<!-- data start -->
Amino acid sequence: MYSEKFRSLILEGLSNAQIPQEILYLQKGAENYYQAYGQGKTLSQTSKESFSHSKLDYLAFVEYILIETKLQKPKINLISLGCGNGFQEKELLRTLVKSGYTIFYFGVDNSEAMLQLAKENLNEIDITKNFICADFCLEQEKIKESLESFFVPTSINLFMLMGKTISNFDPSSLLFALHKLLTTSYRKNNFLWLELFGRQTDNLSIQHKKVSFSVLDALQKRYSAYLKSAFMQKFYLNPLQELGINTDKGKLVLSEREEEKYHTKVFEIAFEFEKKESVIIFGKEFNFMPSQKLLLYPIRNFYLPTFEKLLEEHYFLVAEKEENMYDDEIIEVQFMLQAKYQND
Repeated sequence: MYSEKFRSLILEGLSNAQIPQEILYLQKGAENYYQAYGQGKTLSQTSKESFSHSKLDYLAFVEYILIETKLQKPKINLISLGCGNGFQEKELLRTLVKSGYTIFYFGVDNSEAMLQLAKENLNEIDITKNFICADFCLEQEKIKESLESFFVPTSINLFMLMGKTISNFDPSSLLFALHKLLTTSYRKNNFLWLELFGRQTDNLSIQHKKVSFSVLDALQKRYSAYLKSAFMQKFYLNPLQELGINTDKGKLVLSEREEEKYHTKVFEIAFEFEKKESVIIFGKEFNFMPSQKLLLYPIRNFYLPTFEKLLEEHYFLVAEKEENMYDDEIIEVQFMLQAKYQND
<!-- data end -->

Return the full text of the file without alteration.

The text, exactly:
Amino acid sequence: MYSEKFRSLILEGLSNAQIPQEILYLQKGAENYYQAYGQGKTLSQTSKESFSHSKLDYLAFVEYILIETKLQKPKINLISLGCGNGFQEKELLRTLVKSGYTIFYFGVDNSEAMLQLAKENLNEIDITKNFICADFCLEQEKIKESLESFFVPTSINLFMLMGKTISNFDPSSLLFALHKLLTTSYRKNNFLWLELFGRQTDNLSIQHKKVSFSVLDALQKRYSAYLKSAFMQKFYLNPLQELGINTDKGKLVLSEREEEKYHTKVFEIAFEFEKKESVIIFGKEFNFMPSQKLLLYPIRNFYLPTFEKLLEEHYFLVAEKEENMYDDEIIEVQFMLQAKYQND
Repeated sequence: MYSEKFRSLILEGLSNAQIPQEILYLQKGAENYYQAYGQGKTLSQTSKESFSHSKLDYLAFVEYILIETKLQKPKINLISLGCGNGFQEKELLRTLVKSGYTIFYFGVDNSEAMLQLAKENLNEIDITKNFICADFCLEQEKIKESLESFFVPTSINLFMLMGKTISNFDPSSLLFALHKLLTTSYRKNNFLWLELFGRQTDNLSIQHKKVSFSVLDALQKRYSAYLKSAFMQKFYLNPLQELGINTDKGKLVLSEREEEKYHTKVFEIAFEFEKKESVIIFGKEFNFMPSQKLLLYPIRNFYLPTFEKLLEEHYFLVAEKEENMYDDEIIEVQFMLQAKYQND